This morning, the FCC’s proposal to eliminate the UHF Discount was published in the Federal Register, establishing the comment and reply comment dates for that proceeding. Comments are due December 16, 2013, and reply comments are due January 13, 2014.
Under current law, no individual or entity is permitted to hold an interest in broadcast TV stations that, in the aggregate, reach more than 39 percent of U.S. television households. While this if often shorthanded as “no broadcast group can reach more than 39% of the population”, the rule is actually more restrictive than that. Since it applies not just to broadcast groups but to individuals, the rule prohibits an investor from holding 5% of the voting stock of two different TV groups if those otherwise unconnected groups’ stations together reach more than 39% of the population. Similarly, the rule would be violated if an individual served as a director for both companies.
Fortunately, the rule’s impact on broadcast investment has been lessened by the FCC’s UHF Discount, under which the FCC counts only half of the population in a station’s market towards the 39% cap if the station operates on a UHF channel (14-51) rather than on a VHF channel (2-13). Because most digital television stations operate on UHF channels, the practical effect has been to permit a group or individual to hold interests in TV stations located in markets representing more than 39% of the population (note, however, that the rule still counts every TV household in the market against the 39% cap, even where the station does not actually serve those households with an over-the-air signal).
The FCC’s Notice of Proposed Rulemaking (NPRM) proposes to eliminate the UHF Discount on the theory that while UHF stations had weaker coverage than VHF stations in an analog world, VHF frequencies are not well suited to digital transmissions, and it is now VHF stations that are suffering from poor coverage. That is accurate, but it would seem to be an argument for also creating a VHF Discount rather than eliminating the UHF Discount. While it is true that the FCC provided UHF stations with an opportunity to increase their operating power in transitioning to digital television if they could do so without creating interference to other stations, the guiding principal of making channel allotments in the DTV transition was replicating analog service areas, meaning that UHF analog stations were given digital allotments replicating their flawed analog coverage.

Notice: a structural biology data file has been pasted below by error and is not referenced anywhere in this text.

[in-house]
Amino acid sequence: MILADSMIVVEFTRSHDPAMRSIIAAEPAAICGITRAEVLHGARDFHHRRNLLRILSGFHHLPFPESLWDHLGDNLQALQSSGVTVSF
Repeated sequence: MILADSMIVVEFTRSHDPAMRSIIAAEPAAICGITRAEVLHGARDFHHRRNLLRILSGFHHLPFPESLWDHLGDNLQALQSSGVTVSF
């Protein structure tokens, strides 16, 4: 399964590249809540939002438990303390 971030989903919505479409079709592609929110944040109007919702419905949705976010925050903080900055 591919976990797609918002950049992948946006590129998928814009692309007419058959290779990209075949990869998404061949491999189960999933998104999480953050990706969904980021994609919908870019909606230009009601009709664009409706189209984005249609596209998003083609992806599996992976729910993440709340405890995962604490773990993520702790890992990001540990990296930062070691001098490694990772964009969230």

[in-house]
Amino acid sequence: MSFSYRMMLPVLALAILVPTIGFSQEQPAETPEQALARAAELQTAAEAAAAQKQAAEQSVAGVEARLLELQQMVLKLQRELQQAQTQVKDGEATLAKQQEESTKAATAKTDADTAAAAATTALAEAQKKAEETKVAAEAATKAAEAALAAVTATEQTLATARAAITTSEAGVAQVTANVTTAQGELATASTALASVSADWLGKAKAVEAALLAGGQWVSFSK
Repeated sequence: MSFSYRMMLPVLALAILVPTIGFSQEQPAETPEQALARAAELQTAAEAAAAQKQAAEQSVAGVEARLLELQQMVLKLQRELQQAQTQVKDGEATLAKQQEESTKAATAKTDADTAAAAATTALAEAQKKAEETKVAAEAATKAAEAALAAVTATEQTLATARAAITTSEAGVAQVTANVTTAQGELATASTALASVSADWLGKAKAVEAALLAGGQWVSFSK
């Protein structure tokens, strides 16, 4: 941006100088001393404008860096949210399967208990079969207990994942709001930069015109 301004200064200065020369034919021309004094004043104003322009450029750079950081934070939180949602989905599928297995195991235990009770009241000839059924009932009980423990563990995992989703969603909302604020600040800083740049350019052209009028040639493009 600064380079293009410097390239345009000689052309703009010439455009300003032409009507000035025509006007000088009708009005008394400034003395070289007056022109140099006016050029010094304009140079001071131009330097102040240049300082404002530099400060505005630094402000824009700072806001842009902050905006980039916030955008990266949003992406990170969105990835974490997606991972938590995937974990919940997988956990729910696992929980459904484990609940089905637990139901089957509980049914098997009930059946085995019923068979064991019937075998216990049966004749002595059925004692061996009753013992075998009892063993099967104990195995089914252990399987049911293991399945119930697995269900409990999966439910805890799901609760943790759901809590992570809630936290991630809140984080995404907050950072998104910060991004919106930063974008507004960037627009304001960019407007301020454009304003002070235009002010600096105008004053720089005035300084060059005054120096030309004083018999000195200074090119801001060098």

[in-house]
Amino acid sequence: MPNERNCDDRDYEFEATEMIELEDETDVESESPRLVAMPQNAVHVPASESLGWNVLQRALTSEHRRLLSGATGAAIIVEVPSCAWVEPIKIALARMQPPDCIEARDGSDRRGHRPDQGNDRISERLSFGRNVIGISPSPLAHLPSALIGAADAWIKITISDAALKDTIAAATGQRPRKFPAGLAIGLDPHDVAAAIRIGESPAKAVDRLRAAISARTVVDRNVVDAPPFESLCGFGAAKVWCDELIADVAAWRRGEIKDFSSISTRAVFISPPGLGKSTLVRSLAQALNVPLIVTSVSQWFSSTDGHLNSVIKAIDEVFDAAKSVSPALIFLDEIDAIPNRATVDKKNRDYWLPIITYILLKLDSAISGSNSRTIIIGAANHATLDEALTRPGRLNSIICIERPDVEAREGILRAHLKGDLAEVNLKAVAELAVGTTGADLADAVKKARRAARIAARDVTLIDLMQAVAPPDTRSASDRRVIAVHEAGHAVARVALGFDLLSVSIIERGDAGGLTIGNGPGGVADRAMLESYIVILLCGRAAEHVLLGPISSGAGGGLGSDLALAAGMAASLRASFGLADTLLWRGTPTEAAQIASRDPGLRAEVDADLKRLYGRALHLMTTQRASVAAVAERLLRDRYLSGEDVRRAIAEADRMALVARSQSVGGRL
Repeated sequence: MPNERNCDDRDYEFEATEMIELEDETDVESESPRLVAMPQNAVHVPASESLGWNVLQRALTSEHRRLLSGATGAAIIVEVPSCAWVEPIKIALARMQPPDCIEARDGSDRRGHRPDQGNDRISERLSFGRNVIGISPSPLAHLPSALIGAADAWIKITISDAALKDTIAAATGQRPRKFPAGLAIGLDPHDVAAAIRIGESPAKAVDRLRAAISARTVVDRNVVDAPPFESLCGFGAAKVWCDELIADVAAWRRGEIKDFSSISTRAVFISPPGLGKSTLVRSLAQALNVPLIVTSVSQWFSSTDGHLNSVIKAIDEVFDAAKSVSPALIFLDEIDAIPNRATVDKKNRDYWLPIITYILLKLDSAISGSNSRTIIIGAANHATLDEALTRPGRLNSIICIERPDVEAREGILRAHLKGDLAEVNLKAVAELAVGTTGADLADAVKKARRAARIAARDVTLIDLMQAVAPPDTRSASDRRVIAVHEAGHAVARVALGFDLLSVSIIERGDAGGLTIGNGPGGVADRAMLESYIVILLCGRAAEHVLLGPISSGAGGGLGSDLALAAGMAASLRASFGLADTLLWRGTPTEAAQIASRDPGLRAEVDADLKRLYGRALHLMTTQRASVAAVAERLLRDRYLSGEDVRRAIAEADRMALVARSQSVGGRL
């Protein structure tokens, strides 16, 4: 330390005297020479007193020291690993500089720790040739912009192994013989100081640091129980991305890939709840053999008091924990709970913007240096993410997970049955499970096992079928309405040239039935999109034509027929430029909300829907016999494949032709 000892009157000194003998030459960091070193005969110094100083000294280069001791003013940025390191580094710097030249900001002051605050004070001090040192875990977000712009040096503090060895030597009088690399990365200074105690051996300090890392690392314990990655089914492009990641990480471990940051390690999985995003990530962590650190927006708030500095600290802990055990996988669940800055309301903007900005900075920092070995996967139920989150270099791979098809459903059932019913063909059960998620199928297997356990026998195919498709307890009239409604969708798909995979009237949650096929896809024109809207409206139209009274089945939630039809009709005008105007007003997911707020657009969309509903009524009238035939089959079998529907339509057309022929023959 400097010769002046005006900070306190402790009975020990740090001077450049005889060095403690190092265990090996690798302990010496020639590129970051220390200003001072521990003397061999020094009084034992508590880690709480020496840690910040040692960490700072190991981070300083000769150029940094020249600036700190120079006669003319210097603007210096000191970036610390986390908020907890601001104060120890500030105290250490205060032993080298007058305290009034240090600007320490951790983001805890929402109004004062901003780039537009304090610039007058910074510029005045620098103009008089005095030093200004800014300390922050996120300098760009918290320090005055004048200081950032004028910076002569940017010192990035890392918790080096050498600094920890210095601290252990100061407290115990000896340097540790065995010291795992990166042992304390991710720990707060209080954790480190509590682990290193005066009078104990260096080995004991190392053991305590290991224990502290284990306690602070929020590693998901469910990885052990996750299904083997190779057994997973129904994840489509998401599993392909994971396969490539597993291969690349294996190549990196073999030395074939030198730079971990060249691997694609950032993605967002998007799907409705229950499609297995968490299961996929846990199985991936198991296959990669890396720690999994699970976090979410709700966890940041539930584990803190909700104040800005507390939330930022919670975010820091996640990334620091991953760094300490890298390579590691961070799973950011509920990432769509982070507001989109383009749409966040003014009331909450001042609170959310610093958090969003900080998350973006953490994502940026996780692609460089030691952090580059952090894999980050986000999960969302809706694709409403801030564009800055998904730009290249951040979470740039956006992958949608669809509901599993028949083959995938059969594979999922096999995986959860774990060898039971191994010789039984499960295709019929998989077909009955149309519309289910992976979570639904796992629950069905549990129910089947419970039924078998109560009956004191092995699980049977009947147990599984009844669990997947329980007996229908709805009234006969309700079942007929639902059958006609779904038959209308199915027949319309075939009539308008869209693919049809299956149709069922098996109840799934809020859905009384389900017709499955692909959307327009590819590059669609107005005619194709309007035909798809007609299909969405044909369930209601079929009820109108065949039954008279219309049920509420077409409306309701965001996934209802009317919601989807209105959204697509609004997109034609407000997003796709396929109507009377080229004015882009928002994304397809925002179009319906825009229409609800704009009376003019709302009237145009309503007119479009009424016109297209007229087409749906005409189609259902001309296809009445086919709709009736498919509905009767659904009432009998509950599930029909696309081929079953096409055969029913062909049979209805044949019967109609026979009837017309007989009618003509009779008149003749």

Oddly, however, the NPRM looks past that history, focusing instead on the fact that UHF stations and VHF stations are now much more equivalent because of VHF’s digital woes. While the 39% ownership cap, and how it is calculated, may well merit revisiting, the NPRM explicitly makes the decision to forego an examination of the 39% cap and how compliance with that cap should be calculated, and instead limits the FCC’s review to whether the UHF Discount should be eliminated.
In his dissent to the NPRM, FCC Commissioner Pai noted this fact, chiding the FCC for putting on its regulatory blinders while plunging ahead on the UHF Discount:
[B]ecause we are proposing to end the UHF discount, we should ask whether it is time to raise the 39 percent cap. Indeed, this step is long overdue notwithstanding any change to the UHF discount. The Commission has not formally addressed the appropriate level of the national audience cap since its 2002 Biennial Review Order, and it has been nearly a decade since the 39 percent cap was established. The media landscape has changed dramatically in the many years since. I’ve spoken a lot about the importance of reviewing our rules to keep pace with changes in technology and the marketplace, and I wish today’s item had done so with respect to this issue in a comprehensive manner.
Like the story of the blind men and the elephant, the FCC’s NPRM thrusts out its hand, touching only one aspect of the FCC’s ownership rules, and risks discovering later that there is much more to the elephant than its tail.